Speed read: Ofsted’s advice for ‘high-quality’ science education

Ofsted has released the first instalment of its research review series designed to help teachers prioritise catch-up content by setting out the most helpful ways of securing progression.

The first one has been published today: a research review into what constitutes “high-quality” science, according to Ofsted.

These are some of the key pieces of advice:


1. Don’t overuse external assessment as it ‘narrows curriculum’

When preparing for assessment, Ofsted say a high-quality education should avoid “overuse of external assessment items” such as GCSE or A-level questions, as this “narrows the curriculum and leads to superficial progress that does not prepare pupils for study”.

Instead, pupils should regularly retrieve knowledge from memory “to help them remember and organise their knowledge”. This, it advises, should be coupled with feedback from the teacher.

Additionally, Ofsted warns that assessment should not be “overly burdensome of teachers’ time” in relation to marking, recording, or feedback. But both teachers and pupils should have “clarity” on what is being assessed.


2. Primary need at least one specialist science teacher

Ofsted states there should be “at least one teacher” in a primary school who specialises in science, and science leaders have dedicated leadership time.

As there are concerns in some primary schools science is being “squeezed out” of the curriculum, schools should ensure timetables allocate appropriate teaching time in science which reflects its status as a core subject.

Ofsted also advises that early-stage teachers have timetable which allow them to develop expertise in one science and do not give them “too many key stages to teach”.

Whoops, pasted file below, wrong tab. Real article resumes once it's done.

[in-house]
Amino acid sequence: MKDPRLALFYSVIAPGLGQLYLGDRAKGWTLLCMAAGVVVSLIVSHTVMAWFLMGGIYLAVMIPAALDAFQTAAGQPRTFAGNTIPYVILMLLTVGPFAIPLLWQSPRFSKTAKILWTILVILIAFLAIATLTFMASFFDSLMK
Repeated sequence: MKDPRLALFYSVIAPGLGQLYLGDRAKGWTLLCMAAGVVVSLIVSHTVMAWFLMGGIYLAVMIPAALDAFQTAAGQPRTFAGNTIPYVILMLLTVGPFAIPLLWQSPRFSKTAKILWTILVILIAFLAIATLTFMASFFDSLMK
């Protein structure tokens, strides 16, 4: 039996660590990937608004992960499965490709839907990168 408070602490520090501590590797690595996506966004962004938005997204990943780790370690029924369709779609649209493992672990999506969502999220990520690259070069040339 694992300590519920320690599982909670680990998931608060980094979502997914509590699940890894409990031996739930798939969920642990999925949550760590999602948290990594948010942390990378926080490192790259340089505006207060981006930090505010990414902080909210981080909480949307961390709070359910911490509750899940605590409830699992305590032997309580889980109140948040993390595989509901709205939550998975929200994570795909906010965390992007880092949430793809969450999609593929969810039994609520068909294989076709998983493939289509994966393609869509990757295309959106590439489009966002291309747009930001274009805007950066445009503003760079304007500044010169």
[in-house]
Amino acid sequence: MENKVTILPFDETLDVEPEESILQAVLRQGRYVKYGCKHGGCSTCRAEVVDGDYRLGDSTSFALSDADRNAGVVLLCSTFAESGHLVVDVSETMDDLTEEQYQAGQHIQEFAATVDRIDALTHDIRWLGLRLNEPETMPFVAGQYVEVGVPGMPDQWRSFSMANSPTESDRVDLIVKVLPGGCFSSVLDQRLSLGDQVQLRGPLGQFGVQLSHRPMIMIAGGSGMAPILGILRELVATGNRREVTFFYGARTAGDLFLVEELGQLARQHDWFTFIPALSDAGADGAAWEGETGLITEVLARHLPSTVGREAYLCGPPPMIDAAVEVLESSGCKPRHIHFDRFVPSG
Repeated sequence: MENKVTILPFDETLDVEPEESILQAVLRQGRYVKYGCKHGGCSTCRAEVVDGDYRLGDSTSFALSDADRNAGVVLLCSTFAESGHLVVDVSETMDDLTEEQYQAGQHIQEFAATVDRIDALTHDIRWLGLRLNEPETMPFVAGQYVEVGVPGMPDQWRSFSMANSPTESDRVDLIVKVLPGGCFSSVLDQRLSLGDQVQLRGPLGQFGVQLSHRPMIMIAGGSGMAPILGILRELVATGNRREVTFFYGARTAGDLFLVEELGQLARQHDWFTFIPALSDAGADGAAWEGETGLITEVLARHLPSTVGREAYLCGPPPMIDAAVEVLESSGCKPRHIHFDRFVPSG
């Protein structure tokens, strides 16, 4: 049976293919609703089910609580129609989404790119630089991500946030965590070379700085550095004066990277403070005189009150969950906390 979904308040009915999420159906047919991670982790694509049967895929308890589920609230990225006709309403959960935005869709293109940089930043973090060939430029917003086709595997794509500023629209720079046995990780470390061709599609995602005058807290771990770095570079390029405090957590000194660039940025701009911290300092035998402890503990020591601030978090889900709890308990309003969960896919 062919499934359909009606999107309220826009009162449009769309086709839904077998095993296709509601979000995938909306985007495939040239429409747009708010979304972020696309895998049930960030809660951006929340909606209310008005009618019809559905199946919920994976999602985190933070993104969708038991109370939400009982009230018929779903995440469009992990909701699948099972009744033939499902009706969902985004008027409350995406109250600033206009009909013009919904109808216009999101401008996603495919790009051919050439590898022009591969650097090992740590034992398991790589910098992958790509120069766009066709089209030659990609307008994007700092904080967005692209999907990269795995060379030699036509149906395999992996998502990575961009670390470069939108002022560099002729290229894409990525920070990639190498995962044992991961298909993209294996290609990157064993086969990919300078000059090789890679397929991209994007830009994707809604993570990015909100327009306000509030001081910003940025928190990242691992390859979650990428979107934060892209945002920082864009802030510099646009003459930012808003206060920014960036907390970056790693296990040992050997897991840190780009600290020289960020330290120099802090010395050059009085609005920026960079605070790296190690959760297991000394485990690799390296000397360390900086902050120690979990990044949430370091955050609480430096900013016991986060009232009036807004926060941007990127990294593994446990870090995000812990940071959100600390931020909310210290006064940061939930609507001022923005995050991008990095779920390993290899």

3. Allocate time for pupils to embed knowledge

A high-quality science education should ensure “sufficient curriculum time is allocated for pupils to embed what they have learned in long-term memory”, Ofsted say.

This should be done through extensive practice before moving on to new content. The curriculum should also anticipate areas where pupils are “likely to hold misconceptions” and ensure these are “explicitly addressed” and that pupils learn the difference between misconception and scientific ideas.


4. Avoid separating disciplinary and substantive knowledge

Ofsted said there is a “risk that by categorising knowledge as either disciplinary or substantive in the curriculum, it is taught separately”. They warn this should be avoided.

Substantive knowledge focuses on products, such as the understanding that liquids expand when heated, while disciplinary knowledge focuses on the more practical aspect of science.

Ofsted say pupils should not be expected to acquire disciplinary knowledge simply by taking part in practical activities, but should be taught.

Additionally, scientific processes such as “observation, classification, or identifying variable” should be taught in relation to “specific substantive knowledge”.

The watchdog adds once disciplinary knowledge is introduced into the curriculum “it is used and developed in a range of substantive contexts”.


5. Progression takes account of other subjects

When organising knowledge within the science curriculum, schools should be aware of the “coherence within and between scientific disciplines”,  such as that between maths and physics.

Planning for progression should take account what is taught in other subjects, and differences should be made explicit to pupils and teachers, Ofsted say.


6. Online resources match curriculum

When using online resources, schools should ensure they match “what the curriculum is intending pupils to learn” and are not a source or errors or misconceptions.

The inspectorate states that high-quality textbooks are also an important resource for teaching science.

Ofsted also states that if science kits are used as a resource they must “help achieve the curriculum intent”.


7. Teaching accounts for pupils’ ‘limited working-memory capacity’

The watchdog advises that teaching in a high-quality curriculum takes account of the “limited working memory capacity” of pupils when planning lessons.

It also states pupils should not be expected to arrive at scientific explanations by themselves without sufficient prior knowledge.

In early years and primary classrooms, pupils should have “regular opportunities” to learn vocabulary through story and non-fictions books as well as through rhymes, songs and oral rehearsal.



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